It’s Time For Social Networks To Go Physical Using New Proximity Technologies

This is a guest opinion article by Justina Kostinaite, Communication Manager at Uepaa AG.

It is very likely that every day we walk past strangers who could become our best friends, business partners or even significant others. What if we could discover those people around us – the ones we don’t know but probably should – based on their digital profiles? No matter if it’s dating, next career move or weekly tennis game – one could never know which opportunistic encounter might be the most valuable connection ever made.

Various social apps like Facebook and Foursquare have been experimenting with users’ location data to connect relevant people nearby. But so far, the technologies used for social discoveries were not able to offer seamless connectivity, both in close vicinity and on the go, resulting in an unsatisfying user experience. This existing “gap” could be overcome with peer-to-peer (p2p) proximity technology, which, unlike beacons, does not require any hardware, works both in and outdoors, doesn’t drain the battery and connects devices directly peer-to-peer without relying on satellite signals like GPS.

Discovering contacts nearby

With p2p proximity integrated in an app, every person carrying a smartphone could establish new social interactions with people at a shared time and place. Proximity would turn our smartphones into portable beacons and enable us to discover users, no matter if indoors or out in the field. This way, we would be able to hire and get hired on the go, or find a perfect Tinder match while simply crossing each other’s paths.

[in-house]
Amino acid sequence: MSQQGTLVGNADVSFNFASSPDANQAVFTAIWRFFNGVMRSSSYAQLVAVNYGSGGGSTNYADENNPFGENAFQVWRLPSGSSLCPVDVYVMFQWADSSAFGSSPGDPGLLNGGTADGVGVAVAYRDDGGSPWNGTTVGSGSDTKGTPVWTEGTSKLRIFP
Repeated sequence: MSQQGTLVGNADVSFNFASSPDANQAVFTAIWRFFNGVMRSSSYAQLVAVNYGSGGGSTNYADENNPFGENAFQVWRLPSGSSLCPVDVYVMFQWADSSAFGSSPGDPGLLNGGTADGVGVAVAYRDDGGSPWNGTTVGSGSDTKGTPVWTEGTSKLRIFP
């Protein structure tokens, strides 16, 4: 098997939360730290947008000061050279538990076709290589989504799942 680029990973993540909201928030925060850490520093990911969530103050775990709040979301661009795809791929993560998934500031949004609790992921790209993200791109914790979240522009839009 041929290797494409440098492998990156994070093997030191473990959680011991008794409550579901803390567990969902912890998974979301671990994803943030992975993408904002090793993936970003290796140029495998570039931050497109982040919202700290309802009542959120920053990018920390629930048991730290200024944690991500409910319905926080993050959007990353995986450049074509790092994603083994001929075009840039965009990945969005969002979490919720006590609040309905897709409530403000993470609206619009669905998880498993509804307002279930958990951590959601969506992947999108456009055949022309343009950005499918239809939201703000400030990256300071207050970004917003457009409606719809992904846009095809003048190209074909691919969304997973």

Without the need to physically deploy beacons, maintenance costs would be entirely eliminated and it would become much easier to expand business to other locations. For instance, to empower the Attendee Match and Around Me features at the SXSW venue, more than 1000+ beacons have to be deployed, set up and maintained every year (Mashable, 2015). With p2p proximity SDK, there would be no need for the hardware, because smartphones could discover each other directly.

Based on these reasons, the Blinq team decided to incorporate the p2p proximity SDK in their dating app. According to Alex Zimmermann – the CEO of Blinq – “the Blinq experience is now street ready – anywhere your match is, they can be found, whether indoors or underground”.

Quick-connect to someone new

In order to actually connect to each other, people still rely on emails, phone numbers, and tangible business cards, but typing has always been a waste of time, and a spark for confusion when spelling complicated names. P2p proximity could greatly simplify this procedure by enabling contact exchange between devices in close proximity.

Imagine seamlessly connecting to each other on LinkedIn while being at the same business meeting or a technology conference. The LinkedIn app would discover people in the same room and enable instant contact exchange without the need to take any action – our phones would simply know who is nearby and enable us to connect right away.

Reconnection on the go